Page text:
The Cemetery at Wounded Knee
Picture credit: Napa
So far everything that has been posted on this new Blog has been about people, today it is about a place.
What is the old adage, “write what you know?”
Of all of the places that I have been in my travels in search of Culture, only one has changed my life forever, and that place is Wounded Knee.
On my first trip to Pine Ridge many years ago, Wounded Knee was my destination.
After reading and studying about it for a year, it was time to meet it face to face.
I could not wait to see for myself what it was really like there.
So many feelings rush back now as I remember that first time there.
I drove straight to the Wounded Knee cemetery outside of Pine Ridge and walked around for a bit looking at the grave sites, then turned and started down the hill back towards my Jeep.
Just as I got to the dirt road, a hand was on my shoulder.
I turned and the woman smiled at me and said, ” I have prayed for you to come.”
OK, I was more than a little startled, but not afraid.
As we walked towards my car she said , “will you come to my house, I have something for you?”
She lives/lived directly across from the cemetery, so it was not far.
When we got to her house, she went inside and came back in a few minutes with some papers.
She handed them to me and said, “will you take these with you and show them to others?”
I agreed, there was no hesitation.
It may or may not have come as a shock to her when I told her later that I had a business at UCLA and access to thousands of people every day.
When she heard this, she was delighted.
The papers were actually Petitions to stop the sale of some of the land in the Wounded Knee area.
I knew nothing at that time about the history of all of this, but told her that I would read them when I got home and then ask others to sign if they chose to do so.
This area was/ is so deep and rich in Lakota history and the very thought of this happening, gave me cold chills.
If you have had little or no Native History, the event that happened here was called the Wounded Knee Massacre.
Where she and I stood that day was directly in front of the gully where on December 29, 1890, about 300 (the numbers seem to change with each accounting) innocent men, women and children were murdered by the US 7th Cavalry, using a vicious new weapon called a Hotchkiss or Gatling gun, which was somewhat similar to a present day machine gun.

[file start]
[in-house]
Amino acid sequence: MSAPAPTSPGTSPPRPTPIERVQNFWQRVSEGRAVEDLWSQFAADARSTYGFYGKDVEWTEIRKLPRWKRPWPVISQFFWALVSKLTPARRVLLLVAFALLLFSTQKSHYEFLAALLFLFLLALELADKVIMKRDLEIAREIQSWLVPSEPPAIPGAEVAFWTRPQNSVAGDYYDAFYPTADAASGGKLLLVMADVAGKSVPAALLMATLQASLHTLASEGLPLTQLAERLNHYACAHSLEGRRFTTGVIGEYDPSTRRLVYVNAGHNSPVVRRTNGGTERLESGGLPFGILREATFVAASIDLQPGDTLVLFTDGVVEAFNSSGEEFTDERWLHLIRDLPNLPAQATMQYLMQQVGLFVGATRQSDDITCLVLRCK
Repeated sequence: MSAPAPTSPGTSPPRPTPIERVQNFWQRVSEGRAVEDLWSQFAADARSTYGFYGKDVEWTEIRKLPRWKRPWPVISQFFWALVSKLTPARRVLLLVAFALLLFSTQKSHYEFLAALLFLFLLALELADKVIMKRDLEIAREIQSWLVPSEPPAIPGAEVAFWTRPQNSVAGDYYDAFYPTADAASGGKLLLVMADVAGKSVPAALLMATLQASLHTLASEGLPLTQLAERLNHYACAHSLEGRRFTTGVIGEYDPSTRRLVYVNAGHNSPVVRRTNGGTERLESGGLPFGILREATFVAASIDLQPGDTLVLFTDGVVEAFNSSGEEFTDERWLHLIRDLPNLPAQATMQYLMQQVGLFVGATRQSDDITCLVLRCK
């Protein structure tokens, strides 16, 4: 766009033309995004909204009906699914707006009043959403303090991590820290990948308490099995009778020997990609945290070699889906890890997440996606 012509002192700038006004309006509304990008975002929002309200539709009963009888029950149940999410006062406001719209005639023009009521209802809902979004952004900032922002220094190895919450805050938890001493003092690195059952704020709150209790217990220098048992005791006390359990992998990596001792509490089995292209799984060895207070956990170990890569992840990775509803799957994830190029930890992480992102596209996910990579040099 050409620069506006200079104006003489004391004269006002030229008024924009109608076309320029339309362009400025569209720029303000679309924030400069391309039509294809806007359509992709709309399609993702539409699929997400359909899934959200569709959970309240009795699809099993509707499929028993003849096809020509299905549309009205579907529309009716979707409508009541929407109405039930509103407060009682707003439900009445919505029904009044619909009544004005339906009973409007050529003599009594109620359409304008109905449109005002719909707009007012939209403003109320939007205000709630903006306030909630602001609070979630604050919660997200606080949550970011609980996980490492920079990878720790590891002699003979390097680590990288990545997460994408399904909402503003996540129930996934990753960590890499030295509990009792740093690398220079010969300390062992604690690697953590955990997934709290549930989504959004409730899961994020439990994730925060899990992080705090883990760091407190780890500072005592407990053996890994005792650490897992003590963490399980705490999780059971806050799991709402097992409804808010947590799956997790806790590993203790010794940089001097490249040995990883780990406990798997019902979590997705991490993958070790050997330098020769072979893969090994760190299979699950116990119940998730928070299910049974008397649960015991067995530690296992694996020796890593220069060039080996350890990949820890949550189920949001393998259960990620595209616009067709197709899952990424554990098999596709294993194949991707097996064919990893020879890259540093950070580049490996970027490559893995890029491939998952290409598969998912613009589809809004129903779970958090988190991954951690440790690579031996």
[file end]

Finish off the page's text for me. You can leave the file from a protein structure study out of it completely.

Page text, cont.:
Many of them were shot in the back, as they ran away.
The US Government had been struggling for years to try to get all of the Lakota to come into the Reservation at Pine Ridge, but many still were refusing.
So, what happened that day was a result of their misguided idea of a final attempt to get them under control.
Later after she went back into her house and before I got ready to leave, I stood there alone for a long time, then walked slowly up the gully, which was several hundred feet long.
I closed my eyes and could feel the sorrow, the pain, of those victims so long ago.
The whole area near the gully is charged with a distinct energy, the mood of it is unmistakably cold and sad.
Many books have been written about this tragic event, one of the best I believe, is Dee Brown’s, “Bury My Heart at Wounded Knee.”
Not far away, stands a sign acknowledging Crazy Horse and ” the knee.”
This is a place of tremendous cultural and historical importance to all Lakota people.
And on that hot South Dakota summer day, this place and this woman changed my life forever.
She stood in that hot sun next to my car for hours, pouring her heart out to me about the things that were happening on Pine Ridge every day.
While we talked, a car pulled into her yard and a man got out and asked me if this woman was harassing me.
I gave him a cold look and said, no, she was a friend of mine.
He looked down at my California license plate, smirked and then drove away.
She said that he was one of the “GOON Squad ” who terrorized all those who opposed them.
She and this place made such an impression on me, that as soon as I got back to California I created a website dedicated to the Lakota people and it has been a source of pride for me for more than 15 years.
Students and teachers all over the world have used it and found it of value.
But it wasn’t me, it was the memory of her and Wounded Knee that built it.
I will not mention her name to protect her, but we communicated by mail and phone for years after that.
I took her petition back to UCLA and hundreds of students, faculty and visitors on the campus eagerly signed it.
In the end, it was all for nothing, as the area has now been once again, put up for sale.
For now, Wounded Knee, the cemetery, the church, the gully and the sacred, bitter memories remain undisturbed and basically intact, but who will take over this place of Lakota History and when, is yet to be determined.
This story has been very well covered in the media, but here are two of the best places to learn more: